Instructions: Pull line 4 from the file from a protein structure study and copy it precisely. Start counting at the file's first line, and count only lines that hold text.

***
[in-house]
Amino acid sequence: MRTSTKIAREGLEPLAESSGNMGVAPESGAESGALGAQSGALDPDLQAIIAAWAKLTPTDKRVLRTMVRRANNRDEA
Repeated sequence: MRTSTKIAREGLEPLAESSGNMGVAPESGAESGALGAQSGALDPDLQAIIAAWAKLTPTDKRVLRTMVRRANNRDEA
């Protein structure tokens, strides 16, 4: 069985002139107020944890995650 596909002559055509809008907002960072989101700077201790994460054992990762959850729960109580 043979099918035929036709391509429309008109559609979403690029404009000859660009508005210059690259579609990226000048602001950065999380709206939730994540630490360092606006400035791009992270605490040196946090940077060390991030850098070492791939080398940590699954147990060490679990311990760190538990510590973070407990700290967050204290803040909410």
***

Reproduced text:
């Protein structure tokens, strides 16, 4: 069985002139107020944890995650 596909002559055509809008907002960072989101700077201790994460054992990762959850729960109580 043979099918035929036709391509429309008109559609979403690029404009000859660009508005210059690259579609990226000048602001950065999380709206939730994540630490360092606006400035791009992270605490040196946090940077060390991030850098070492791939080398940590699954147990060490679990311990760190538990510590973070407990700290967050204290803040909410």